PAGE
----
· Cyber-attacks could cripple economies, nation states and society without collaboration and robust defences
· Urgent action needed to create safe operating environment for new technologies like artificial intelligence, robotics, drones, self-driving cars and the internet of things
· Forum’s newly launched Global Centre for Cybersecurity offers first platform for governments, companies and international organizations to diminish the impact of malicious activities on web
The aim of the centre is to establish the first global platform for governments, businesses, experts and law enforcement agencies to collaborate on cybersecurity challenges. As a truly borderless problem, cyber-attacks are surpassing the capacities and institutions that are currently dealing with this threat in an isolated manner. Only through collaboration, information exchange and common standards can the global community successfully counter organized digital crime.
“If we want to prevent a digital dark age, we need to work harder to make sure the benefits and potential of the Fourth Industrial Revolution are secure and safe for society. The new Global Centre for Cybersecurity is designed as the first platform to tackle today’s cyber-risks in a truly global manner,” said Alois Zwinggi, Managing Director at the World Economic Forum and Head of the Global Centre for Cybersecurity.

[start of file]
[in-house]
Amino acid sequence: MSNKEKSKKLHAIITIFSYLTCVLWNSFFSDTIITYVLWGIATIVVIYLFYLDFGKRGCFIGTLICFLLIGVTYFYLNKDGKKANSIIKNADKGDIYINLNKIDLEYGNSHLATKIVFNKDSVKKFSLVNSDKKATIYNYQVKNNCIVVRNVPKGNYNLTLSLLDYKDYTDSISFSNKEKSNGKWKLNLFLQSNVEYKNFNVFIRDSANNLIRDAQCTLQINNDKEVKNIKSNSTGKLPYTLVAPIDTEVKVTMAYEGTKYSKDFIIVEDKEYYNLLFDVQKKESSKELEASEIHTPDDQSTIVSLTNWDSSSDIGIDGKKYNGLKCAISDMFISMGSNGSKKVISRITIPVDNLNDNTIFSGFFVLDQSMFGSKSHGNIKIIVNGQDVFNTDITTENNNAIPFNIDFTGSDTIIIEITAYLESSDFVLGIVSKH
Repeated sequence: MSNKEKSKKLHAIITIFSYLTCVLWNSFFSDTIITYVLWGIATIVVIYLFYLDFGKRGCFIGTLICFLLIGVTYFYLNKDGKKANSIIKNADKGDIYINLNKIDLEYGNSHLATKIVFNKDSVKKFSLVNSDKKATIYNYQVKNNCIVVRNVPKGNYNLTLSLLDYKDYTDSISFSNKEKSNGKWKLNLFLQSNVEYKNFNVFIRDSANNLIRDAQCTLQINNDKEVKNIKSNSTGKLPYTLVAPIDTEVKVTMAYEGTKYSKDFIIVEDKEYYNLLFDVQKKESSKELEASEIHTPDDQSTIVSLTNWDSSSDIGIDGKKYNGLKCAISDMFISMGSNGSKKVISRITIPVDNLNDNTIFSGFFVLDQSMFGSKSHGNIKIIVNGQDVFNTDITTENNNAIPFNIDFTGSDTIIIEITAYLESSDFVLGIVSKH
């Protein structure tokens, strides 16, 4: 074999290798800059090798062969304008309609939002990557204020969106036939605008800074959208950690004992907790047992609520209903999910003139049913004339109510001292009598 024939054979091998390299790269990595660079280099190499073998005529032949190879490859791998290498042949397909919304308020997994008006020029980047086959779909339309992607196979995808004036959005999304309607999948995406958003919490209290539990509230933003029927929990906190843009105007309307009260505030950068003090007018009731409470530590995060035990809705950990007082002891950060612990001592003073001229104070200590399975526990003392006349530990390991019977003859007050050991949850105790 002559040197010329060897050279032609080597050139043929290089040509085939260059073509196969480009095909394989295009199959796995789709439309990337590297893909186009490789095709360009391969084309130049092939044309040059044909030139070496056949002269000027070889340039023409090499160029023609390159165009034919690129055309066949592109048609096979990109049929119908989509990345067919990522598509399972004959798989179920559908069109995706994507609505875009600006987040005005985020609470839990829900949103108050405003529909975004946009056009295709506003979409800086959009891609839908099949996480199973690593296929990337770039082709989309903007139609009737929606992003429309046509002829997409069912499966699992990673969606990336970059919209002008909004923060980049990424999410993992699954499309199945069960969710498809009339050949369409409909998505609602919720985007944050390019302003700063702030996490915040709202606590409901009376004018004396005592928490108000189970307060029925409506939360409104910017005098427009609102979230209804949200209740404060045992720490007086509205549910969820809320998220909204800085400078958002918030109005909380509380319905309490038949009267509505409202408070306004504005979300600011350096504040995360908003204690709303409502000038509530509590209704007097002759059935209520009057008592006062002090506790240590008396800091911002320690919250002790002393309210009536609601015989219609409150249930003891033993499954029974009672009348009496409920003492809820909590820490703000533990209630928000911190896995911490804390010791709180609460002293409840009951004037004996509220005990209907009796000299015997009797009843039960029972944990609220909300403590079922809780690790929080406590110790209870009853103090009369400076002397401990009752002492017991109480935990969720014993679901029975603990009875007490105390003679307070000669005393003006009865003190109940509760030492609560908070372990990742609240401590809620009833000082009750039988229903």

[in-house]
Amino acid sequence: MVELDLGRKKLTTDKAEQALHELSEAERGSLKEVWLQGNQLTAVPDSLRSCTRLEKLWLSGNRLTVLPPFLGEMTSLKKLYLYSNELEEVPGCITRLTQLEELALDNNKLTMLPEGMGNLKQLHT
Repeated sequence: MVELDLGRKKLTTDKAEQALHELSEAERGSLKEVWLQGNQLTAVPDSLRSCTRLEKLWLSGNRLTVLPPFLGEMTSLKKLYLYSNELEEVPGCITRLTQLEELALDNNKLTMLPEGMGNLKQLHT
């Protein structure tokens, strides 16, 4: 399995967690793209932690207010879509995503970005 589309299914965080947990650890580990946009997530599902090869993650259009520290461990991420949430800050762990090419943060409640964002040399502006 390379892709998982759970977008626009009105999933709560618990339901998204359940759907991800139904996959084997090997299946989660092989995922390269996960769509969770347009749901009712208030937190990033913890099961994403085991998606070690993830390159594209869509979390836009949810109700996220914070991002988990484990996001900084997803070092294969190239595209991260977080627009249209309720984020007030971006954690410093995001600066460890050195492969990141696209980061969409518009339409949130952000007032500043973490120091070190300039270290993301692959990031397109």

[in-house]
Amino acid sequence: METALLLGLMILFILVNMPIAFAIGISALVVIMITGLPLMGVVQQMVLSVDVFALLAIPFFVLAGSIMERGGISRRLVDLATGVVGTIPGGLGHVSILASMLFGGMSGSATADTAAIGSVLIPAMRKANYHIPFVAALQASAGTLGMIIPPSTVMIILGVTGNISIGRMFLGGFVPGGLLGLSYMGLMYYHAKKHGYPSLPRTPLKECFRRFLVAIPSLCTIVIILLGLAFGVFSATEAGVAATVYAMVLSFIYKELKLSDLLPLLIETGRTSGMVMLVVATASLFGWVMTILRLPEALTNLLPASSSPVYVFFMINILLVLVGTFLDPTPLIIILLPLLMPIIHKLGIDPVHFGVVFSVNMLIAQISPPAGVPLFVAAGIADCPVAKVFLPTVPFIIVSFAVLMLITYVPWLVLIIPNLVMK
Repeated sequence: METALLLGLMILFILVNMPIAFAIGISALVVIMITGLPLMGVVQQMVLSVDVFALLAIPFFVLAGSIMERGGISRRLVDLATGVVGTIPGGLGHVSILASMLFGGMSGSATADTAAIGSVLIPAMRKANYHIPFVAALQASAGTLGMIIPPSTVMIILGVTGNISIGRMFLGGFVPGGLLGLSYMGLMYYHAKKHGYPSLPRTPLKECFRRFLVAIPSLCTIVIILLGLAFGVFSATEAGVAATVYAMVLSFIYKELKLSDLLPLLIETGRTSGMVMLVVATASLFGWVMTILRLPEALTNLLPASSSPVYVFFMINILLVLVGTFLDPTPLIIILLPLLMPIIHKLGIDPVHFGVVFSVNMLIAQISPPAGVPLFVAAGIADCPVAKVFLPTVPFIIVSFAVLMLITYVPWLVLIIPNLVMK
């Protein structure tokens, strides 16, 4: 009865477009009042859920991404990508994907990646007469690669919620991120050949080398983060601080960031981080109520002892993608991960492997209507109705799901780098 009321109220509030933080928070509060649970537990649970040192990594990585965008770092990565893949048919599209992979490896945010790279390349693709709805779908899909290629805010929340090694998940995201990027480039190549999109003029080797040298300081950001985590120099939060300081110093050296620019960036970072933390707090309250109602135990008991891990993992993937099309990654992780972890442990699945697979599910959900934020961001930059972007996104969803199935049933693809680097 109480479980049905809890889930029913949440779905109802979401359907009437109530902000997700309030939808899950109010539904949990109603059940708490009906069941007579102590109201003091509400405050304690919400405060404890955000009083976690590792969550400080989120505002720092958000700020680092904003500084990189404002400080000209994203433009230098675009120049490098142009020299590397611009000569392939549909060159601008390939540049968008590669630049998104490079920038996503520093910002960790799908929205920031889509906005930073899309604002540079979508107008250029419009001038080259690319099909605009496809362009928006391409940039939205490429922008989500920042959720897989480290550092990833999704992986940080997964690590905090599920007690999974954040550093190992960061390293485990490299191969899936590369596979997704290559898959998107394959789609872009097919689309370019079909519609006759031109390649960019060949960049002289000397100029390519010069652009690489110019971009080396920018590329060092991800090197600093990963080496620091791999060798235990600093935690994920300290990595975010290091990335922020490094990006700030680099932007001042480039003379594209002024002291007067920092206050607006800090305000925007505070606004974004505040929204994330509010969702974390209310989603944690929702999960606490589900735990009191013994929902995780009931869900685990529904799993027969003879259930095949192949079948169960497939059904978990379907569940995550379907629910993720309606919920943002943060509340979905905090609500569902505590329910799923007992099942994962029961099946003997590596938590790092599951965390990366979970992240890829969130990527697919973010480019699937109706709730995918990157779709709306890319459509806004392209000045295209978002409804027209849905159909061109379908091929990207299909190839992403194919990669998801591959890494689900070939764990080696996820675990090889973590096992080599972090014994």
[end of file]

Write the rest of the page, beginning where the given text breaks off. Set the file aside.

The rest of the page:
New technologies like artificial intelligence, the internet of things and robotics and their application in sensitive areas such as finance, healthcare, telecommunications and mobility make it all the more important to keep up with the increasing speed and sophistication of cyber-attacks.
“Interpol is a natural strategic partner for the World Economic Forum’s Global Cyber Centre. Both are unique because their global dimension underpins our collective response against the cyber threat. Our partnership contributes to building effective security architecture against such global threats, bringing key interdependent actors together, including police and business,” said Jürgen Stock, Secretary General of Interpol.
The cost of cybercrime to the global economy could go up to $500 billion annually, according to experts. In comparison, the annual GDP of Switzerland in 2017 is estimated at $659 billion. The World Economic Forum has recognized cybersecurity as one of the world’s most critical risks. In response, the new Global Centre for Cybersecurity will draw on the Forum’s government and industry support to work towards a more secure cyberspace through its established multistakeholder approach.
“As one of the world’s largest dedicated security practices, BT is supporting the creation of a new Global Centre for Cybersecurity. We believe that closer, cross-border collaboration between the public and private sectors, in the form of sharing threat information and best practice, is critical if we are to succeed in combating cybercrime,” said Gavin Patterson, Chief Executive, BT Group, United Kingdom.
The centre will focus on the following aims :
· Consolidating existing cybersecurity initiatives of the World Economic Forum
· Establishing an independent library of cyber best practices
· Helping partners to enhance knowledge on cybersecurity
· Working towards an appropriate and agile regulatory framework on cybersecurity
· Serving as a laboratory and early-warning think tank for future cybersecurity scenarios
For more information visit : www.weforum.org